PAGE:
In three years, the group has removed 3,000 tonnes of trash from the banks of Mumbai’s only river.
Beach Please: India’s Youngsters Clean-up Mithi River Bank
MUMBAI, India — After enjoying a short vacation on pristine beaches in Bali, an island in Indonesia, Malhar Kalambe, then a teenager, wanted to bring a change to his hometown Mumbai and make the city’s beaches clean.
Kalambe started the work on his own after his mother inspired him. He floated the idea before his friends at a school reunion meeting in 2017. Soon ‘Beach Please’ was born.
“After witnessing the condition of the only river in the city, our group decided to clean the Mithi river bank near Mahim just before it merges in the Arabian Sea where no one wants to pay attention,” Kalambe, now 23 and pursuing a law degree, told Zenger News.
“Initially, we did not get a good response from citizens as the area was filthy and full of rotten food, plastic, and used clothes. Debris and open defecation were other issues. But we started with a handful of volunteers and kept at it,” he said with pride.
The mammoth challenge taken up by the group of youngsters has finally seen success as sand at the river bank is visible again. On March 21, Kalambe managed to have over 100 volunteers, all college students, clean up the area. In three years, the youngsters have removed 3,000 tonnes of waste, garbage, and filth from the river bank.
The 11-miles-long Mithi river starts from Vihar Lake in the middle of Mumbai and meets the Arabian Sea at Mahim, where most houses belong to the local fishermen community. A panel set up after the 2005 Mumbai floods caused by heavy rain that killed over 1,000 people had said encroachment on the banks of the Mithi river aided the deluge. Many more slums have come up along the riverbed since then.
Initially, Beach Please members spent from their own pockets to buy hand gloves, masks, axes, and spades. The Municipal Corporation of Greater Mumbai, which is one of the richest civic governing bodies in the country, would lift the collected garbage later.
“This year, for the first time, another group of volunteers arranged a machine to excavate garbage and loosen the sand,” Kalambe said, explaining it was getting difficult to pull out the trash as the garbage layer was thick and trapped inside the sand.
“We were doing it with our hands and spades, but having the machine was helpful.” The group cleans other beach areas in Mumbai as well. The group started their clean-up drive from the Dadar beach. Kalambe even got felicitated for the Dadar beach clean-up initiative from the United Nations Volunteers India.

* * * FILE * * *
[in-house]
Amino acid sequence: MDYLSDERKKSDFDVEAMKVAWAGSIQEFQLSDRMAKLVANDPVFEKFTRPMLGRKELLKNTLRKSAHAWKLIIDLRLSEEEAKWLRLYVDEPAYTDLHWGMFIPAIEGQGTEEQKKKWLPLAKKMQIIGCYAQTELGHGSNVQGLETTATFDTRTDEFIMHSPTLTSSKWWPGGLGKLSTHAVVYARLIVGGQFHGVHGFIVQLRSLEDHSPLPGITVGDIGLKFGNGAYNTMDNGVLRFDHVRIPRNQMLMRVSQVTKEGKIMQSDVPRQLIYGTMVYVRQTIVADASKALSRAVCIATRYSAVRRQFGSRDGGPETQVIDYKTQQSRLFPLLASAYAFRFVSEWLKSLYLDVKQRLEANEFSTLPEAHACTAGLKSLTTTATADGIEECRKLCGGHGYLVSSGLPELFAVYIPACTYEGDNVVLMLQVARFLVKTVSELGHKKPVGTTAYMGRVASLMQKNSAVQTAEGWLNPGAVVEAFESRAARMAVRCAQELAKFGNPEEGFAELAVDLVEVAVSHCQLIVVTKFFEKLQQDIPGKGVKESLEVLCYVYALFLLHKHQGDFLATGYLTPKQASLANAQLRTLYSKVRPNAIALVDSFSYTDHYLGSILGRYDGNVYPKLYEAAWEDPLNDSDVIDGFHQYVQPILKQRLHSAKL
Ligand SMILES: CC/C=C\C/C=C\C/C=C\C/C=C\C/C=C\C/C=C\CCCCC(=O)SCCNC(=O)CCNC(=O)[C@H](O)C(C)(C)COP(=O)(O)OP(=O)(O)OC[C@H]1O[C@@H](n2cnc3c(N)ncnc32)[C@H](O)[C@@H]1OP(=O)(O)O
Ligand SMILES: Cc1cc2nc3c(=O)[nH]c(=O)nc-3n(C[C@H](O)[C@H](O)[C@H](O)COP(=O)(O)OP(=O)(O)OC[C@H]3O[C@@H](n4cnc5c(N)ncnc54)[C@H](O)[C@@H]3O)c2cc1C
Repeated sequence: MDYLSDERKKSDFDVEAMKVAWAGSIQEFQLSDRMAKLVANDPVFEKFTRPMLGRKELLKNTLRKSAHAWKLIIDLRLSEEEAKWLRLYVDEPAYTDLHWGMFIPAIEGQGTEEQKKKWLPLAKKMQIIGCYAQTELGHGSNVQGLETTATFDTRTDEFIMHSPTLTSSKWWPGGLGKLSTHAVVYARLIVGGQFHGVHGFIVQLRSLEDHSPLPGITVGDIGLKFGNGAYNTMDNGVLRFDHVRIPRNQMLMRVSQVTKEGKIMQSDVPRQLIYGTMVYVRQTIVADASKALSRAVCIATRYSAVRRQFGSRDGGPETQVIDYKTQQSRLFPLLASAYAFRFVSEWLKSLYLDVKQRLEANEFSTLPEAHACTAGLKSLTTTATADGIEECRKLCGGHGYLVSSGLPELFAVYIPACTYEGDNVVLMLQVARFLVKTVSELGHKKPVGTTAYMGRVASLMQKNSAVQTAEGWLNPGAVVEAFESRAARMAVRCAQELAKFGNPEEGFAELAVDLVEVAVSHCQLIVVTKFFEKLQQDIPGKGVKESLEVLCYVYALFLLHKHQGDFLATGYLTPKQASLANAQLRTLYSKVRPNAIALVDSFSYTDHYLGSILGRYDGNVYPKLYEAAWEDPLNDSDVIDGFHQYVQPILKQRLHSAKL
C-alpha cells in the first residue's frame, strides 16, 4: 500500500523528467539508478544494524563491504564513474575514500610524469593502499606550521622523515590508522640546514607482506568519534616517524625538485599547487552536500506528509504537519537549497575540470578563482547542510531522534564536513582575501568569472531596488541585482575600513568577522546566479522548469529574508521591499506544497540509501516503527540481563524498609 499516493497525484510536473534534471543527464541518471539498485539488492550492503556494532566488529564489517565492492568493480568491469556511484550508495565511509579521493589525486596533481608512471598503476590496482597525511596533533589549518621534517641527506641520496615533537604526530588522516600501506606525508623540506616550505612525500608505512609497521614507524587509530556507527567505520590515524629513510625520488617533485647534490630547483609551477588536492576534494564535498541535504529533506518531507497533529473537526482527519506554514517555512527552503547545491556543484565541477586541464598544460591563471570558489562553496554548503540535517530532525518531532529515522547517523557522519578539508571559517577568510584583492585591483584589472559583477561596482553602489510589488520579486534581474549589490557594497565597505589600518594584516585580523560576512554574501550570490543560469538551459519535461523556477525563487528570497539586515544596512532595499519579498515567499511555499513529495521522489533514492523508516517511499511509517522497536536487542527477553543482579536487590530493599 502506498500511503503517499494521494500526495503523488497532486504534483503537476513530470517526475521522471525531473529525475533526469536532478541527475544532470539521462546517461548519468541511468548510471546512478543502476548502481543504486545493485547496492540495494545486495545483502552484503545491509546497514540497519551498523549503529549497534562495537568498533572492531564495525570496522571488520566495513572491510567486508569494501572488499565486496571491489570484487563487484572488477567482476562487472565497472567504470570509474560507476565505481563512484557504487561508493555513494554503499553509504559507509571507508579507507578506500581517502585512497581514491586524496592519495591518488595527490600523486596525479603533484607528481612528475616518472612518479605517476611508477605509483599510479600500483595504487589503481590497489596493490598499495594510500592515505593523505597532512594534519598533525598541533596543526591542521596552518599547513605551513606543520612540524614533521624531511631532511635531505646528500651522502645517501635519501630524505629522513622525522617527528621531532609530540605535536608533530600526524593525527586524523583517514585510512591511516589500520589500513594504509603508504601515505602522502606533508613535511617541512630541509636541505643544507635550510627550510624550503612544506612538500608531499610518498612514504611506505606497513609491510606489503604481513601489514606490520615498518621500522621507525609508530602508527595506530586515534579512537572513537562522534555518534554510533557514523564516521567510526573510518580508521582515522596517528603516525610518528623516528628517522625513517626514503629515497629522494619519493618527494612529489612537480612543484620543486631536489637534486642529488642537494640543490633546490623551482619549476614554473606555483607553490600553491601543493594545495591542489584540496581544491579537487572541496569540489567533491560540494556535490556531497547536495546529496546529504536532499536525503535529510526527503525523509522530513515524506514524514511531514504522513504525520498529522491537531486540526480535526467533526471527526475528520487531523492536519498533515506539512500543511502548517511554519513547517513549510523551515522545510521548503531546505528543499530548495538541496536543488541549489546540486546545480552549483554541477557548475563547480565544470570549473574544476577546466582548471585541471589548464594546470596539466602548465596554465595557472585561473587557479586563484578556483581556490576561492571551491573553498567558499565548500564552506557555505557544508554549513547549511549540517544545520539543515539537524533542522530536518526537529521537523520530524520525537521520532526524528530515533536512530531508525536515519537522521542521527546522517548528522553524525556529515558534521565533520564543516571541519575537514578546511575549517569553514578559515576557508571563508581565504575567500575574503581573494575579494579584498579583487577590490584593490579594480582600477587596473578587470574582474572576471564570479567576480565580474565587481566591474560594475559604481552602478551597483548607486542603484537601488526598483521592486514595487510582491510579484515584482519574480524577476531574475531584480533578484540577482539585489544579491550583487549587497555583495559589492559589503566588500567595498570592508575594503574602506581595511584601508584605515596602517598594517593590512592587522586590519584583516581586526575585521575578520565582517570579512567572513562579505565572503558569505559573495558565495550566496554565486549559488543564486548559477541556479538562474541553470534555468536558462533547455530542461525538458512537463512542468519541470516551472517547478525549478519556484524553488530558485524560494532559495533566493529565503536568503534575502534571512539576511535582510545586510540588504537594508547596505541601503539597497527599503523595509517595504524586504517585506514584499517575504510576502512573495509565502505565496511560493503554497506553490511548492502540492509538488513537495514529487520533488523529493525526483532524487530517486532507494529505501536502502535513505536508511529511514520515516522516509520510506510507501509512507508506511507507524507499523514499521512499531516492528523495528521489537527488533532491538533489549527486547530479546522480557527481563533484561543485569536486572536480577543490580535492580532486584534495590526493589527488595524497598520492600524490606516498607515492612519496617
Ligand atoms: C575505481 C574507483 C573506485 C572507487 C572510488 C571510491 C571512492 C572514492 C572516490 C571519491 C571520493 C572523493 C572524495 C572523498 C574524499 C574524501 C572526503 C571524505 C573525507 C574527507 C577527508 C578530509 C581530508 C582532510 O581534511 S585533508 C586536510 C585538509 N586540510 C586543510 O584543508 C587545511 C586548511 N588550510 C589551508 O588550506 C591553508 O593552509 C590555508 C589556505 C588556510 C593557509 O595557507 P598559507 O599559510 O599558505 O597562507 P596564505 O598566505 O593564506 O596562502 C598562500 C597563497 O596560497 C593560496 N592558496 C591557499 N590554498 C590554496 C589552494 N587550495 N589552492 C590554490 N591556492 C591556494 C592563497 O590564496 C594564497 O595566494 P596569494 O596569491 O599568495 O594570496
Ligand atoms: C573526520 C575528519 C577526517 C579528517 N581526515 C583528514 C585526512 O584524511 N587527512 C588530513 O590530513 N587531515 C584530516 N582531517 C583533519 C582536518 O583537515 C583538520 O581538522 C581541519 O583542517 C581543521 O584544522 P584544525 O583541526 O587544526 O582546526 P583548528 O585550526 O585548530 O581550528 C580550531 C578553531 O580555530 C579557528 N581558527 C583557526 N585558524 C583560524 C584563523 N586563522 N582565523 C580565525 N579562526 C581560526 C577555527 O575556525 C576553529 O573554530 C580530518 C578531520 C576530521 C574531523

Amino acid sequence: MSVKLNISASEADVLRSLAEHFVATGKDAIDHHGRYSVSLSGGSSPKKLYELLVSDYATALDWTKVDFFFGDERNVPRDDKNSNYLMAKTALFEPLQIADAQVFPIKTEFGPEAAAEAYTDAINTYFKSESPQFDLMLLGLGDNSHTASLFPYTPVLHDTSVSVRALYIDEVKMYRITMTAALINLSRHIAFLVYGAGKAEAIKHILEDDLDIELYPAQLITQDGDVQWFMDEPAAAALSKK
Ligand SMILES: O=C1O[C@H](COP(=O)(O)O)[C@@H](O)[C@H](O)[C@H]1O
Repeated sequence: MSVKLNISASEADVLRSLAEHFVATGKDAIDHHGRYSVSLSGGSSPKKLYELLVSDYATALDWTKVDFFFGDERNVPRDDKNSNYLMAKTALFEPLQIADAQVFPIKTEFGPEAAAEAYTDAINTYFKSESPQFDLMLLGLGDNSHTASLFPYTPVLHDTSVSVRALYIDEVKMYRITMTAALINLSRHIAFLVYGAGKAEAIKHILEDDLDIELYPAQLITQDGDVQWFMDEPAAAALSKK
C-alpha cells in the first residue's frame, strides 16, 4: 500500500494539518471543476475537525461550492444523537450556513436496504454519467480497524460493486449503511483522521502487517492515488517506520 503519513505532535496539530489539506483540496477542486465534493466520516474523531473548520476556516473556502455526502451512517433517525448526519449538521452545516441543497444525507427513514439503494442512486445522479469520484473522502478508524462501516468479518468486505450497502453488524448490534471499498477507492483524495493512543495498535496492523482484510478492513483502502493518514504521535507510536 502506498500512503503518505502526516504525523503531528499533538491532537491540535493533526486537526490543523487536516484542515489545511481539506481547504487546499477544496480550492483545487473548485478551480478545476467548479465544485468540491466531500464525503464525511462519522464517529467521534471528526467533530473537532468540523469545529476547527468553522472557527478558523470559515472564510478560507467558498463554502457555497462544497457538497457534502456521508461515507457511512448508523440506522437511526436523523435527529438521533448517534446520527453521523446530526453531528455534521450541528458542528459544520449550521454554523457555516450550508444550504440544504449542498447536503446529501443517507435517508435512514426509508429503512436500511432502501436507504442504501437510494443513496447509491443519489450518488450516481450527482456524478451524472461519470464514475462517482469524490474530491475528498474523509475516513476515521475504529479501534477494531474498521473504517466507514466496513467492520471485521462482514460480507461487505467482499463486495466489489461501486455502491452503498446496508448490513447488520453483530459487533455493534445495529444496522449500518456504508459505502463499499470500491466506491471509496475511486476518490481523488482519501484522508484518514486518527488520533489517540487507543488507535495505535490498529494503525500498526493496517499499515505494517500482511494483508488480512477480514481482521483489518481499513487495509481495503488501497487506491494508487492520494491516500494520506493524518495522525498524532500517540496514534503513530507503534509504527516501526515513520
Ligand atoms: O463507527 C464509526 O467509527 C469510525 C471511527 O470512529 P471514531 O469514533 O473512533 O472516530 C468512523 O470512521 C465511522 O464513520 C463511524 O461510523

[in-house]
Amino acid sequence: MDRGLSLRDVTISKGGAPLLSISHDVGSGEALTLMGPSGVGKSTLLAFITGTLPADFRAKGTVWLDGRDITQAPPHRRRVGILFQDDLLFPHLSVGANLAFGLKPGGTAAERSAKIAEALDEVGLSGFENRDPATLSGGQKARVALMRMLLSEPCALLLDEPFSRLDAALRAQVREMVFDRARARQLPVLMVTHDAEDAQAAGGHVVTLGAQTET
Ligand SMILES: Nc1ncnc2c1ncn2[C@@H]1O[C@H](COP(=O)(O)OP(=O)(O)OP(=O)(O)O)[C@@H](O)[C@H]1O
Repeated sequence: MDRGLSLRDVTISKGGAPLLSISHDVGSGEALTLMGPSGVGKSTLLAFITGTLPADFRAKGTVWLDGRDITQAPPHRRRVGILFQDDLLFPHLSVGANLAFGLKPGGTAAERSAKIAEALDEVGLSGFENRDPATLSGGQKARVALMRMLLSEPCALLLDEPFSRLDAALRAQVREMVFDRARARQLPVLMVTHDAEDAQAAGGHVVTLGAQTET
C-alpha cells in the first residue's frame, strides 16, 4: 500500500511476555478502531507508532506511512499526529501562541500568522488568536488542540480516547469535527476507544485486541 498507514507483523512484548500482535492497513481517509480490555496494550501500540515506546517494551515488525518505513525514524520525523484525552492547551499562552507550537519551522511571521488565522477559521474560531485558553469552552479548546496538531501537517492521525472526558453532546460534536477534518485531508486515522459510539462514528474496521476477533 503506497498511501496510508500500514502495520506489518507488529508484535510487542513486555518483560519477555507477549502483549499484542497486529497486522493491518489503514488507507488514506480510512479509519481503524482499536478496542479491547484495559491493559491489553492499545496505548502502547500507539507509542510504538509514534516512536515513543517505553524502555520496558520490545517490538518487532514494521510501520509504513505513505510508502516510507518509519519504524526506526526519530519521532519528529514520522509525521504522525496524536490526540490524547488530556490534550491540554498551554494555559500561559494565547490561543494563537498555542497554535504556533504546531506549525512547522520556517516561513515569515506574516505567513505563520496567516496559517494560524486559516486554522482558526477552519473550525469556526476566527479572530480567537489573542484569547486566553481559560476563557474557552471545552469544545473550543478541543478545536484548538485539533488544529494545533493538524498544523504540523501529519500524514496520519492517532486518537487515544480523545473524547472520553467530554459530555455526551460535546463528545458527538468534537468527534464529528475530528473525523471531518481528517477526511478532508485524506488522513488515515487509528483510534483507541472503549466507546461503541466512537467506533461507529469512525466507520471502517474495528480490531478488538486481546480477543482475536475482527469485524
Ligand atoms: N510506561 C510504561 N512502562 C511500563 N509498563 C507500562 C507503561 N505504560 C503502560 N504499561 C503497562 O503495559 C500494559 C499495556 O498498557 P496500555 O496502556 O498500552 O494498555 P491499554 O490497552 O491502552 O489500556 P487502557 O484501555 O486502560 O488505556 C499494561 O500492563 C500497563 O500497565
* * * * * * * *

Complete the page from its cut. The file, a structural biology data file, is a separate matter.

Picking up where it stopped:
Among the locals in the Mahim area, Purnima Meher, who says her family’s five generations lived in the area, came ahead to take part in the clean-up drive, but many others just looked on.
“I am proud of these children who come every weekend and clean the riverbank,” Meher, who belongs to the local fishermen community, told Zenger News.
“It is their consistent efforts that we can now see sand on the river bank. But local people should also support them and stop throwing plastic and other things in the river,” she said.
Kiran Dighavkar, Municipal Corporation of Greater Mumbai’s assistant commissioner for the area, said the government “supports the citizens who volunteer for clean-up drives.” “It is a commendable work these youngsters have been doing,” he told Zenger News.
The Municipal Corporation of Greater Mumbai, which has a budget of INR 39,308 crore ($5.4 billion) for 2021-22, allocates a certain portion for the river clean-up every year. The State has spent over INR 900 crore ($124 million) to revive the river, but not much has changed.
The Comptroller and Auditor General had slammed the Municipal Corporation of Greater Mumbai in a March 31, 2016, report. “The pollution level of Mithi river, from Powai and Vihar lakes to Mahim creek, was alarming and severely polluted the sea around Mahim creek,” the report states.
It further states that the Municipal Corporation of Greater Mumbai engaged the Indian Institute of Technology, Mumbai, seeking suggestions on the issue. The report states that the institute suggested in June 2006 that 37 small sewage treatment plants be set up along the Mithi river, which was accepted by the civic body in December 2013.
“However, Municipal Corporation of Greater Mumbai did not act on the report till date (July 2016) citing financial problems, encroachment, and its slum programs. The reasons were not tenable considering the availability of funds with the corporation and the fact that Municipal Corporation of Greater Mumbai was responsible for removing the encroachments,” the report states.
In November 2020, the civic body decided to allocate INR 569.52 crore ($79 million) to clean up the river under a Mithi river rejuvenation’ plan. It is expected to widen and deepen the river.
Beach Please, meanwhile, will not stop. Their next target is cleaning up the mangrove area of Navi Mumbai where other volunteer groups are also busy hunting and eliminating trash.
(Edited by Aquib Siddiqui and Amrita Das. Map by Urvashi Makwana.)